The Recent Rare Disease Panel Made My Year

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by Brianna Albers |

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Like most things when it comes to Sherry, it was a no-brainer.

A few weeks ago, I woke to a string of messages in our shared Discord server. An SMA News Today columnist, she’d been asked to participate in this year’s Rare Disease Day (RDD) panel, organized by the site’s publisher, BioNews. That was my first time hearing about the event, so I didn’t know much about it, but I knew instinctively that Sherry would be perfect for the panel. Not only is she versed in all rare disease advocacy, she bolsters her calls for intersectionality by pulling from personal anecdotes.

I wasn’t just happy for my best friend. I was proud.

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I wasn’t expecting the request that ended her string of all-caps messages. Because Sherry lives in Singapore, there’s a good 14-hour time difference between there and the U.S. That combined with her chronic pain and fatigue means it’s difficult for her to participate in live events. Sherry explained her situation to the panel’s organizer, Liza Bernstein, who suggested they have someone speak on her behalf. I immediately came to mind.

It wouldn’t require much on my part. Sherry would write her answers ahead of time — all I had to do was show up the day of the event and read what she had written. Easy enough! And I was more than happy to do it.

I’ve always been impressed by BioNews’ commitment to accommodations. Few publications are so willing to pay disabled folks for their time and expertise. I’ve held several positions at BioNews over the years, and I’ve never not felt like a true employee. It didn’t matter that I was chronically ill, that my work hours depended on my ever-evolving schedule of medical appointments. BioNews has always worked with me to guarantee the best possible outcome.

Still, I was shocked by Liza’s willingness to work with Sherry to ensure her participation. It spoke to her dedication not only to the rare disease community, of which she is a part, but also to equity. Liza knew the panel would benefit from Sherry’s voice and was willing to do whatever it took to make that vision a reality.

The panel itself was just as incredible. I’ve met a number of columnists through my work at BioNews, but there’s something to be said for coming alongside them as a fellow patient in celebration of RDD. We weren’t preaching at the audience; we were sharing our stories, with the hope that our vulnerability would spark change in and beyond our community.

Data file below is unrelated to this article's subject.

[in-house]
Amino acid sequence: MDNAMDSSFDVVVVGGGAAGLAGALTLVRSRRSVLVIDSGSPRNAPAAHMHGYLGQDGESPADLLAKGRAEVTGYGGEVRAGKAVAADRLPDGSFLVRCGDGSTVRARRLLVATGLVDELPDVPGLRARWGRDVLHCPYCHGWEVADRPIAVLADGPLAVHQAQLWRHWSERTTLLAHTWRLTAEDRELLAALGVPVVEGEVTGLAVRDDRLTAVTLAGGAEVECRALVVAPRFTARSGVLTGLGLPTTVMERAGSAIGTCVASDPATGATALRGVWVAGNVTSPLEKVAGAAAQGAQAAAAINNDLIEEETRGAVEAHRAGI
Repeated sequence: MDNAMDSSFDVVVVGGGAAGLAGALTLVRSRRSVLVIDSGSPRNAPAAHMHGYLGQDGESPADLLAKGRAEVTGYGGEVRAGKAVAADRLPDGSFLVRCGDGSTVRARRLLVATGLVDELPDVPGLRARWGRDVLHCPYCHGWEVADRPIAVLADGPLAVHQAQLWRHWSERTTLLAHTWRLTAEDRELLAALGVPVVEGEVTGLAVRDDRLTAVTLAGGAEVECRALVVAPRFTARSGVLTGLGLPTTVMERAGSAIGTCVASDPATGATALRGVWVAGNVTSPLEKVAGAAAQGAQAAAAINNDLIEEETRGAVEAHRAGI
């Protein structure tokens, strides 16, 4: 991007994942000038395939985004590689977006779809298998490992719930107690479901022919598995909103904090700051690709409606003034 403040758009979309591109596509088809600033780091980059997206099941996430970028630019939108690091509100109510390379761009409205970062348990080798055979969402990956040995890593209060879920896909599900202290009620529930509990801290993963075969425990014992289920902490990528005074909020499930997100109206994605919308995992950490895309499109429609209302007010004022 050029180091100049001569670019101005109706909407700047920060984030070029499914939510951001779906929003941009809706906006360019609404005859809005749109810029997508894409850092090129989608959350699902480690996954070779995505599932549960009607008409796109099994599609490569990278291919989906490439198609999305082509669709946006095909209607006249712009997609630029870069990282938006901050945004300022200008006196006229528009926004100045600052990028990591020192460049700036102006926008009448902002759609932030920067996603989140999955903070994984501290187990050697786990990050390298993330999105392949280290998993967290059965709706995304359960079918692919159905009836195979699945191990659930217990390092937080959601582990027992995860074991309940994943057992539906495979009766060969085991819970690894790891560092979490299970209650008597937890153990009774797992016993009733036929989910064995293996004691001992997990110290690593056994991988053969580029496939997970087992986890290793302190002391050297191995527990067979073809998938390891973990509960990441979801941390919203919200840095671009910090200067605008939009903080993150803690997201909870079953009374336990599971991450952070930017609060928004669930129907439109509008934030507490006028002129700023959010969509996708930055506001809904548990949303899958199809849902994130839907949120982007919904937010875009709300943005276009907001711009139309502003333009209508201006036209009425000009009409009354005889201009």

Because I was speaking on behalf of Sherry, my participation looked and felt different. For one thing, I wasn’t worried about getting my point across — all I had to do was stick to the script and do my best to communicate Sherry’s intent. But I also had the opportunity to slow down and really absorb what the other panelists were saying.

I have complicated feelings about “inspiration porn,” but that’s exactly what the panel was: inspiring. On Feb. 28, folks from all walks of life — race and ethnicity, gender identity, sexual orientation — came together in a moment of community. We didn’t need to assert our right to be there, we didn’t need to advocate for ourselves, because the event was designed with our needs in mind.

Our stories were the point. And that is so damn rare.

I didn’t get to participate in the way of other panelists. Sherry had the spotlight, as she should have; I was merely there to read her words. But I felt part of the community. In many ways, Sherry’s stories are my stories. When her voice is uplifted, mine is as well, and vice versa. That’s what community is: recognizing that we’re all connected, that one person’s well-being is inextricable from everyone else’s.

To say the RDD panel was special is missing the point. Of course it’s special! But it shouldn’t be. That kind of accommodation, that kind of humble fellowship, should characterize the way we go about advocacy. It should be the norm.

If you have the time, I highly suggest watching the panel recording — you won’t regret it. But more importantly, I want to thank everyone who was involved in the event, especially Liza, who worked so tirelessly to bring the dream to fruition. I think I speak for all of us when I say that we were so very touched.

The RDD panel was a once-in-a-lifetime opportunity, and I am so grateful to have contributed. Thank you, thank you, thank you.

Thanks for reading! You can follow me on Twitter and Instagram, subscribe to my newsletter, or support me on Ko-fi.


Note: SMA News Today is strictly a news and information website about the disease. It does not provide medical advice, diagnosis, or treatment. This content is not intended to be a substitute for professional medical advice, diagnosis, or treatment. Always seek the advice of your physician or other qualified health provider with any questions you may have regarding a medical condition. Never disregard professional medical advice or delay in seeking it because of something you have read on this website. The opinions expressed in this column are not those of SMA News Today or its parent company, BioNews, and are intended to spark discussion about issues pertaining to spinal muscular atrophy.

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